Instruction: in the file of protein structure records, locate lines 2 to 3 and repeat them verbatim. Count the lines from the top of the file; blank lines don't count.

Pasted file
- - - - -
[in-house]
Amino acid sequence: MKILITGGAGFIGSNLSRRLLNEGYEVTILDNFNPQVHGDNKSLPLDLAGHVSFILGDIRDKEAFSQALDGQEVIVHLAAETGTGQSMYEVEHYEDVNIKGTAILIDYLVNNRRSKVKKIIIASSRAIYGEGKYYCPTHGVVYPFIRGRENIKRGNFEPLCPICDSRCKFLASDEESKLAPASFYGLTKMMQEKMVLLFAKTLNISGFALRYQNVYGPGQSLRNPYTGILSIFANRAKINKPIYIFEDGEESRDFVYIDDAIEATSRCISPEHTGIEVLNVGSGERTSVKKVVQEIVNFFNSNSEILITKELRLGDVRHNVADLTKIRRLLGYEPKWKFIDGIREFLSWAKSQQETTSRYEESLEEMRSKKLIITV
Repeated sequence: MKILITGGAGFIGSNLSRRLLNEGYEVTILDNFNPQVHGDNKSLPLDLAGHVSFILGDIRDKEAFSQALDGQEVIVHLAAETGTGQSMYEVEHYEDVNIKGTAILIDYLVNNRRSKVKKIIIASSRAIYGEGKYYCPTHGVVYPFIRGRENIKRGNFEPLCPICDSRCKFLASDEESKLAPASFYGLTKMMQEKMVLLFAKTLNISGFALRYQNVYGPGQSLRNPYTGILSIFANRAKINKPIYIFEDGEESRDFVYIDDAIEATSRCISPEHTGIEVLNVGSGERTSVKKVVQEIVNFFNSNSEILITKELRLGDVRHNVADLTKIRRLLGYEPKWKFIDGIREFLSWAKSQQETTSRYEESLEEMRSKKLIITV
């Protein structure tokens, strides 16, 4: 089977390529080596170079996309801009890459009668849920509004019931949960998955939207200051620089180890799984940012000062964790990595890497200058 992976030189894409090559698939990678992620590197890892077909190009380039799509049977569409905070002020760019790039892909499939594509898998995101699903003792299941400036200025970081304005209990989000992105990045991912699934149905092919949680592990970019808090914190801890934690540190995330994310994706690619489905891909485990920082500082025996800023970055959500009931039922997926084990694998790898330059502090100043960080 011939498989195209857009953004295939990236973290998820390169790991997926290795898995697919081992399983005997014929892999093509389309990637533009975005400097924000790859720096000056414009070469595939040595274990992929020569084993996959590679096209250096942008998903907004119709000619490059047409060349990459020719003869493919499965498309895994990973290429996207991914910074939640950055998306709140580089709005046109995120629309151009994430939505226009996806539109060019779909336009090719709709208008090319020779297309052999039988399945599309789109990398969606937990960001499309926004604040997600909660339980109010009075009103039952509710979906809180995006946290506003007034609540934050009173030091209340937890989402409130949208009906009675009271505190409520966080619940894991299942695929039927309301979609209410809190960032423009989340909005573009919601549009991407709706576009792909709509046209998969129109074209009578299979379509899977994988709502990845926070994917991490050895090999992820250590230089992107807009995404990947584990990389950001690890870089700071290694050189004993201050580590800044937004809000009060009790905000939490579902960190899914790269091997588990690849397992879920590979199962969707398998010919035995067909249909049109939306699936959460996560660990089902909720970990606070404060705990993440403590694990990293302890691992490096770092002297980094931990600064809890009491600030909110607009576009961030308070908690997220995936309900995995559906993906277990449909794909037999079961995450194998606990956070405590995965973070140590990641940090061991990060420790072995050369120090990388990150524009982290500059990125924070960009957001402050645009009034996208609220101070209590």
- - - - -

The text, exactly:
Amino acid sequence: MKILITGGAGFIGSNLSRRLLNEGYEVTILDNFNPQVHGDNKSLPLDLAGHVSFILGDIRDKEAFSQALDGQEVIVHLAAETGTGQSMYEVEHYEDVNIKGTAILIDYLVNNRRSKVKKIIIASSRAIYGEGKYYCPTHGVVYPFIRGRENIKRGNFEPLCPICDSRCKFLASDEESKLAPASFYGLTKMMQEKMVLLFAKTLNISGFALRYQNVYGPGQSLRNPYTGILSIFANRAKINKPIYIFEDGEESRDFVYIDDAIEATSRCISPEHTGIEVLNVGSGERTSVKKVVQEIVNFFNSNSEILITKELRLGDVRHNVADLTKIRRLLGYEPKWKFIDGIREFLSWAKSQQETTSRYEESLEEMRSKKLIITV
Repeated sequence: MKILITGGAGFIGSNLSRRLLNEGYEVTILDNFNPQVHGDNKSLPLDLAGHVSFILGDIRDKEAFSQALDGQEVIVHLAAETGTGQSMYEVEHYEDVNIKGTAILIDYLVNNRRSKVKKIIIASSRAIYGEGKYYCPTHGVVYPFIRGRENIKRGNFEPLCPICDSRCKFLASDEESKLAPASFYGLTKMMQEKMVLLFAKTLNISGFALRYQNVYGPGQSLRNPYTGILSIFANRAKINKPIYIFEDGEESRDFVYIDDAIEATSRCISPEHTGIEVLNVGSGERTSVKKVVQEIVNFFNSNSEILITKELRLGDVRHNVADLTKIRRLLGYEPKWKFIDGIREFLSWAKSQQETTSRYEESLEEMRSKKLIITV